GREENLIGHTS is Coming to a Farmers Market Near You

EcoAction Partners is pleased to announce the launch of the 2019 GREENLIGHTS program, an LED light bulb rebate program sponsored by the San Miguel Power Association (SMPA) and local municipalities. The program will launch June 1 and will run through June 29, 2019.

New to the program: the extremely discounted LED light bulbs will be available at your local Farmers Market, so when you go to pick up your fresh produce, you can also purchase LED light bulbs – many for just $1! Participating regional Farmers Markets include Telluride, Mountain Village, Norwood, and Nucla.

“We are thrilled to offer GREENLIGHTS again to the local community and now through local Farmers Markets,” says Heather Knox, Executive Director of EcoAction Partners. “Our mission is to encourage regional residents and businesses to switch over to LED light bulbs to save money, reduce energy, and ultimately reduce Greenhouse Gas emissions,” says Knox.

Funding for GREENLIGHTS comes from SMPA, local governments, and the Telluride Foundation. Purchasers will need to bring their SMPA bill or have the SMPA Smart Hub app on their phone to verify their service address and SMPA account number.

“There are many perks that come with switching over to LED light bulbs,” says Knox. “It has been reported that each LED light bulb can save you between $30 and $80 in electricity costs over the lifetime of the bulb. To put this into perspective, think about how many light bulbs your home or business currently uses, and then think about how much you could save if you switched over to LED light bulbs,” says Knox.

SMPA supports the GREENLIGHTS special promotional program by allowing the SMPA light bulb rebates to be assessed at the time of purchase. Further, local municipalities are matching 50 percent of the SMPA rebate. A special thank you the Town of Telluride, Mountain Village, Ridgway, and Ouray, as well as San Miguel and Ouray Counties for supporting this funding match. Also a special thank you to the Telluride Foundation that provides funding for west-end residents in Paradox, Nucla and Naturita in lieu of Montrose County funding.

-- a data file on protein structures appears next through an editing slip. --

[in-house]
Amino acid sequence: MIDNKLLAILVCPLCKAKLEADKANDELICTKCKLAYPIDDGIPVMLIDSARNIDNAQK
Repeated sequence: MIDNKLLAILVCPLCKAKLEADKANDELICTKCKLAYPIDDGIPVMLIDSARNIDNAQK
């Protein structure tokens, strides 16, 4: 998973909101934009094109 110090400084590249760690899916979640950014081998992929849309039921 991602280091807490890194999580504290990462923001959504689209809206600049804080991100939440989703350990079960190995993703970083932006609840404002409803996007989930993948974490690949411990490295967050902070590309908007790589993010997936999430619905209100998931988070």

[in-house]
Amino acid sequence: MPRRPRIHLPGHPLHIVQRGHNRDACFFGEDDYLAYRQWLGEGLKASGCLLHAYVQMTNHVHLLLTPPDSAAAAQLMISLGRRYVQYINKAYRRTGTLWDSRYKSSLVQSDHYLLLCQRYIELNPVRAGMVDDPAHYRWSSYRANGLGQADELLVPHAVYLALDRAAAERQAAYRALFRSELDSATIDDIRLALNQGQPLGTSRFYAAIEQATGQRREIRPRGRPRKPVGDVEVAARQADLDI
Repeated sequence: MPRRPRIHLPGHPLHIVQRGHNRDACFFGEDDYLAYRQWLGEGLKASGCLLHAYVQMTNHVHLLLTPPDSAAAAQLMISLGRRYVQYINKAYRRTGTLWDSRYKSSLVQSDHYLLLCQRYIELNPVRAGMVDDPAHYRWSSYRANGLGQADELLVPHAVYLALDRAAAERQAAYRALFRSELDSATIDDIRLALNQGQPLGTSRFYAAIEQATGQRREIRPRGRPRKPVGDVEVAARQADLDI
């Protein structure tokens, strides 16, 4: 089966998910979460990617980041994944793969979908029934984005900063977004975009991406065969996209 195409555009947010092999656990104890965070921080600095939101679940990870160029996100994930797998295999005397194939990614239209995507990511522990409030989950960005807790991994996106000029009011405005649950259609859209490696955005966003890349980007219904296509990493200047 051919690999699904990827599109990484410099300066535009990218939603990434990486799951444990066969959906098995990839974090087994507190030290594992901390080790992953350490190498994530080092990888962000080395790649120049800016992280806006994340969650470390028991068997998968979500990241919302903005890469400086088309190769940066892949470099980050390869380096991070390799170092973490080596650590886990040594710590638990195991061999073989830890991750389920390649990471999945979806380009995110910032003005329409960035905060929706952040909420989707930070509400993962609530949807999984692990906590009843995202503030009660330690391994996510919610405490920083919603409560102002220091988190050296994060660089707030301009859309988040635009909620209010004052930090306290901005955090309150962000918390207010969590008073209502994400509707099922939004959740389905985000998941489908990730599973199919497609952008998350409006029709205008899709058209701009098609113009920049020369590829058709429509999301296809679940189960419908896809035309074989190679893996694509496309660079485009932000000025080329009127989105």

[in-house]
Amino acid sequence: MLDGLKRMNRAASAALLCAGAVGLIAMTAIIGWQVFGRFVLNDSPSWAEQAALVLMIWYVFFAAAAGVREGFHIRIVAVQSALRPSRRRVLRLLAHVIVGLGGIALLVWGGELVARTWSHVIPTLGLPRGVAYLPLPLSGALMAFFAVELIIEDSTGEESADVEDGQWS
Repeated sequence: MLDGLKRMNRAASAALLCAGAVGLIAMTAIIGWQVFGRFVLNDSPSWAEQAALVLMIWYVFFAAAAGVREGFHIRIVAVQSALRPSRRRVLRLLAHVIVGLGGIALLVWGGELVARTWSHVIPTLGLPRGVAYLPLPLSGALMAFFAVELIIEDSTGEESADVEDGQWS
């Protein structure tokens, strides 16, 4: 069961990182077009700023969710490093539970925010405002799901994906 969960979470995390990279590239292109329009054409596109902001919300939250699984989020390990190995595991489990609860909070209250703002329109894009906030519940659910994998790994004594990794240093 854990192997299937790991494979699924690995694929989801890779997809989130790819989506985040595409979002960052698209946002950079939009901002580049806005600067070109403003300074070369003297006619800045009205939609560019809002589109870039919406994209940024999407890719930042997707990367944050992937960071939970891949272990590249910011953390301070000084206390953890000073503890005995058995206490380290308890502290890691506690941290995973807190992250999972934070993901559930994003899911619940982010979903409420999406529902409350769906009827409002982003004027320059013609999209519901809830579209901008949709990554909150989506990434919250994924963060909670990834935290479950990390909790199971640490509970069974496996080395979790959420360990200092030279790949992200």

For more information about the program, dates of regional Farmers Markets, LED light bulb selection and pricing, and what to bring to verify your SMPA account number click here.

New Grant Program Supports Local Businesses and Residents In Reducing Carbon Footprint

The Town of Telluride is pleased to announce Telluride Green Grants, an exciting new grant program that supports local residents and businesses alike in reducing their carbon footprint.

Funded by the Town of Telluride and administered by EcoAction Partners, Telluride Green Grants is available for non-profit, commercial, and residential capital projects that deliver measurable greenhouse gas reduction for the Town of Telluride. Grants of $500 to $40,000 are available, and applications open March 15 and are due by May 17, 2019.

Funding for the grants comes directly from the Telluride Energy Mitigation Program (TEMP), a program that requires mitigation of energy used by exterior energy systems installed on new construction projects such as driveway snowmelt systems, heated garages, and exterior pools and spas. If energy used by these systems is not mitigated through on-site renewable energy, then a fee in-lieu of mitigation is required to allow the Town to mitigate greenhouse gas emissions on behalf of the project.  

“We are thrilled that Telluride is taking the initiative to implement this grant program for the community,” says Heather Knox, Executive Director of EcoAction Partners. “We are hopeful that it will encourage and reenergize locals to think of new and creative ways to reduce their carbon footprint.”

The Town of Telluride government has been tracking and mitigating its greenhouse gas emissions since 2003. In 2009, Town officials adopted the Colorado Climate Action Plan 2020 Goal of reducing GHG emissions 20 percent from 2005 levels for the Town government, and achieved this goal in 2012. Through the assistance of RECs purchased from the Ridgway Hydro Dam, the Town government has also been carbon neutral since 2014.

“After the Town of Telluride government reached its goal of becoming carbon neutral in 2014, we saw this grant program as a great opportunity to help the community as a whole to become carbon neutral,” says Council member Todd Brown. “If you have been thinking of a project to help offset the community’s greenhouse gas emissions, we encourage you to apply,” says Brown.